The world is rife with quick recipes these days. Rachel Ray has been teaching millions how to cook thousands of meals in just 30 minutes. Microwave cookbooks abound. Grocery store shelves are stocked with boxes of "just add water" meals waiting to grace your table. And as grateful as I am for 7 minute Mac-N-Cheese, 3 mintue Ramen noodles, and 45 second microwaveable hotdogs, I gotta say that there is something fine and noble in preparing the occasional all-from-scratch-ready-to-eat-in-just-a-few-days kind of meals. For this reason, I come before you today in order to share my recipe for...
How To Make Homemade Chicken Noodle Soup In Just 3 Months
Buy a rotisserie chicken and serve it for dinner with cornbread and steamed vegetables. When dinner is over, pick any leftover meat off the bones of the chicken. Chop chicken meat and save for tomorrow's chicken salad. Shove any leftover chunks of "questionable" meat, grissel, and the rest of the chicken carcass into a big Ziplock Freezer bag and toss it into your freezer.
2 weeks later, pick up another rotisserie chicken or roast your own. Serve it for dinner with roasted potatoes, carrots, and onions, a lovely green salad and some garlic bread. When dinner is over, pick any leftover meat off the bones of the chicken. Shred chicken meat and use in next day's chicken enchiladas. Shove rest of the chicken carcass into a big Ziplock Freezer bag and toss it into your freezer.
Some day when you are cleaning out the fridge and need to get rid of the last straggling veggies, pull out a big stock pot. Fill it with your two frozen chicken carcasses and any leftover veggies (preferably celery, carrots, onion, garlic). Do not add parsley as it tends to color the broth green. Throw in some salt, pepper, and maybe a bit of sage, rosemary, and thyme. You really don't want to season it too much because you can season it to taste when you use it later. Add enough water to cover everything in the pan. Get it to a boil and then turn heat down and let it simmer for several hours (or until the liquid becomes golden in color and tastes like a yummy, hearty chicken broth. Strain liquid through a mesh strainer and toss the solid junk. I prefer to strain my liquid into a big, clean, pitcher because it takes up less space int he fridge. Cover pitcher, or bowl, with plastic wrap and stick in the fridge for several hours or overnight. After broth has chilled, remove fat layer. Now take out a bunch of Ziplock sandwich bags and a 1C. measure. Scoop out 1C measurements of gelatinous broth into sandwich bags and seal shut. Put all of your little bags into one big Ziplock Freezer bag and throw back into freezer.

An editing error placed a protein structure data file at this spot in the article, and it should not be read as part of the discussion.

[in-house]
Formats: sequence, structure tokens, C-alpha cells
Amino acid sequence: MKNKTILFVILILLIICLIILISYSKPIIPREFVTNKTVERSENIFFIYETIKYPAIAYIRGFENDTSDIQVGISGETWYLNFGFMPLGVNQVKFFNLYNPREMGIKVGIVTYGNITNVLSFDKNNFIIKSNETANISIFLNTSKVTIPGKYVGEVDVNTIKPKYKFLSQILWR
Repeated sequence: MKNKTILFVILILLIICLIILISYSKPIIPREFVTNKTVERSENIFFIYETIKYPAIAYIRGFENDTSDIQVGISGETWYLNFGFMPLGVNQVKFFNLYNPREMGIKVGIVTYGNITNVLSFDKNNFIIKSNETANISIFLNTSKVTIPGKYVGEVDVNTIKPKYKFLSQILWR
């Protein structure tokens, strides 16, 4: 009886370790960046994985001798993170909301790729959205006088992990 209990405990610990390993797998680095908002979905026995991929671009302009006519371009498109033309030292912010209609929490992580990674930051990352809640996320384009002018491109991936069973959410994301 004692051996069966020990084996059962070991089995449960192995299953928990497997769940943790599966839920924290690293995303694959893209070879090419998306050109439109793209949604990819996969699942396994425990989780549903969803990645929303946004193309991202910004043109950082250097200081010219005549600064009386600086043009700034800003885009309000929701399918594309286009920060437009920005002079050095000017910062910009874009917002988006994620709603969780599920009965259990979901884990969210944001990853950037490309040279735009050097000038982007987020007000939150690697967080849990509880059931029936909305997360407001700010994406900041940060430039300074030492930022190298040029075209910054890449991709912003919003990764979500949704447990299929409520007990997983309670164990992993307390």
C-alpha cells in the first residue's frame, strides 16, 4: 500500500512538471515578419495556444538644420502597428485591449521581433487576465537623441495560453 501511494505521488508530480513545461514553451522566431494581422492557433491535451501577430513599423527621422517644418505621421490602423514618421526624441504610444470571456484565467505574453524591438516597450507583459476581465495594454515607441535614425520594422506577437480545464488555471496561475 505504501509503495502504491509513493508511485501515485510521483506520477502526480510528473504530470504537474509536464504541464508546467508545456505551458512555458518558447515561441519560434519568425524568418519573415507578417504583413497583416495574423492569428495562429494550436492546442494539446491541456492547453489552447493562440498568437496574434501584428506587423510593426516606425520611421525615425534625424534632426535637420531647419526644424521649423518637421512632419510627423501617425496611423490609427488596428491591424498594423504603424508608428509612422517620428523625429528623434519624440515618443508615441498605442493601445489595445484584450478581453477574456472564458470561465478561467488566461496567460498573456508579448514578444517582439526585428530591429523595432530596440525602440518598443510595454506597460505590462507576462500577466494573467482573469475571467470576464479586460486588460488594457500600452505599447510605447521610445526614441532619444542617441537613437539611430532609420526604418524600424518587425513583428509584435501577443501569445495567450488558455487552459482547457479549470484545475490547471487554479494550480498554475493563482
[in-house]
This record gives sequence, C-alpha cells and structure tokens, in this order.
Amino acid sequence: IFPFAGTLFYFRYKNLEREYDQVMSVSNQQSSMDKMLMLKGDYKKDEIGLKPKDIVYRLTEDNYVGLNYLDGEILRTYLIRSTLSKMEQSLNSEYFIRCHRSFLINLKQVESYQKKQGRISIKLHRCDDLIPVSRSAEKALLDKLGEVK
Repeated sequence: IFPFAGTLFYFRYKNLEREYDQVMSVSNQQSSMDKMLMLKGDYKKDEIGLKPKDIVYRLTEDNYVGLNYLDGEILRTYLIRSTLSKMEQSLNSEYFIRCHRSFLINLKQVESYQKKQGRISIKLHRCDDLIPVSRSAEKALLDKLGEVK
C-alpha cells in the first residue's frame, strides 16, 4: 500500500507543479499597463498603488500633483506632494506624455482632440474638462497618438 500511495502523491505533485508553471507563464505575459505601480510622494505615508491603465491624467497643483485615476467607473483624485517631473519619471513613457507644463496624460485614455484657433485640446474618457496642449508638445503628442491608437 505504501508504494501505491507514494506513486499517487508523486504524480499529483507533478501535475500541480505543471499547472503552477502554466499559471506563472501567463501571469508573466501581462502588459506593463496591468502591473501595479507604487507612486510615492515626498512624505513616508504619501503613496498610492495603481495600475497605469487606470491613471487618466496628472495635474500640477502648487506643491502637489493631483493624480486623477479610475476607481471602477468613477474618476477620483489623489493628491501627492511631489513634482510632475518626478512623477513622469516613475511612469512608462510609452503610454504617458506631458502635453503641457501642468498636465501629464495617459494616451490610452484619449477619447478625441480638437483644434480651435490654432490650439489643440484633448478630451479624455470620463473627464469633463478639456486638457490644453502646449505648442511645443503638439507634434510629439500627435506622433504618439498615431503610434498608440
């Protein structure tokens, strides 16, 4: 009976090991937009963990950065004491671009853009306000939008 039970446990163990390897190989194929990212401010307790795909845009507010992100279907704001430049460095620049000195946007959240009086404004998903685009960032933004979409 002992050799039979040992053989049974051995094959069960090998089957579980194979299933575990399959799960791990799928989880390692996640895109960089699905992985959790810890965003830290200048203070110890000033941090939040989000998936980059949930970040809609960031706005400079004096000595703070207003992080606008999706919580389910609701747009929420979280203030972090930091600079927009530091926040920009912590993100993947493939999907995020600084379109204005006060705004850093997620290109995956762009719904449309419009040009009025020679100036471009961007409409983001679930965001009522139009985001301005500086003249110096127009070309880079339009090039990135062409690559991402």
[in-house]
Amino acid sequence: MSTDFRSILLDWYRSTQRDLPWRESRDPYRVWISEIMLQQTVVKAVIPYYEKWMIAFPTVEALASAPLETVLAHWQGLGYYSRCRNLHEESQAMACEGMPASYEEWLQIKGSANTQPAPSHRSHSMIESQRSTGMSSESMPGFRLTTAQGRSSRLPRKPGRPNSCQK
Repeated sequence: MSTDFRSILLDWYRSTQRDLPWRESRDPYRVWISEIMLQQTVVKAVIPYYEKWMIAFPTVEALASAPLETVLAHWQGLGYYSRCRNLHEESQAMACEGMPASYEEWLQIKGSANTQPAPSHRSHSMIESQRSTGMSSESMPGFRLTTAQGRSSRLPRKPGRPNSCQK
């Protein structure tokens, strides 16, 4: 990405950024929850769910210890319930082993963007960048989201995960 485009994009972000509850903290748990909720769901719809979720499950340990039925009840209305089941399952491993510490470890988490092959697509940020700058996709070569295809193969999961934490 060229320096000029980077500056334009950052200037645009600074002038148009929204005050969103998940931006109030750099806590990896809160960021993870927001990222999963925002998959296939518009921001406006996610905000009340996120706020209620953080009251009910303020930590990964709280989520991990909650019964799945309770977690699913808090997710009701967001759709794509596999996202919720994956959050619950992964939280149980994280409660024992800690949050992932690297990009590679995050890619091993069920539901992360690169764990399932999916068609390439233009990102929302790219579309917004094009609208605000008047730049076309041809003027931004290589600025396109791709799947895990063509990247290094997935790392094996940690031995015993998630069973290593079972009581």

Buy another rotisserie chicken or roast your own. Serve it for dinner with Parmesean mashed potatoes and carmelized onions, fresh steamed broccoli and carrots, and applesauce. When dinner is over, pick any leftover meat off the bones of the chicken. Chop chicken meat and use in next day's Homemade Chicken Noodle Soup. Shove rest of the chicken carcass into a big Ziplock Freezer bag and toss it into your freezer.
Next Day: In a big bowl, dump 2 1/2 C. flour, 3/4 tsp. salt, 1 tsp. baking powder. Make a well in the middle of the flour (just push your fist in the middle and take it out), and crack in four eggs. Using a wooden spoon, mix eggs into the flour until it gets too hard to stir. Using clean hands, start kneading the mixture until it all comes together and feels smooth (it will seems like it is much too dry at first but will eventually come together nicely). Wrap in plastic and set aside while you chop veggies.
Later... dust counter top with flour and roll out noodle dough as thin as you can (because the dough has baking powder the noodles will puff up a bit so don't worry about getting it too thin), my husband likes 'em a bit thick. Cut in strips, or spoon size squares, or do what we like to do: using very tiny cookie cutters, let the kids cut out a bunch of shapes. This also makes it fun for them to eat as they hunt for their favorite shapes in the soup.
Set a big pot of salted water to boil. When it gets a good boil going add a bunch of the noodles and let them cook for 4-6 minutes. Pull out with slotted spoon and toss them into the soup you are making on the next burner (see soup recipe below). Continue boiling noodles in batches until they are all done and added to the soup.
While kids are cutting out noodles... In a big pot melt some butter and throw in a bunch of chopped onion, carrot, and celery. Cook, stirring, until onions become translucent. Throw in 2, 3, or 4 (depending on the size of your family) bags of broth (remove the plastic bags), and leftover cut up chicken. Bring to a boil and season if needed. When all the noodles are in let it cook for a few minutes more while the children set the table.
Call out, "DINNER TIME!" Sit and enjoy your soup, but don't forget to act like an exhausted martyr as you proclaim, "I'm so glad you like it, it only took me 3 months to make."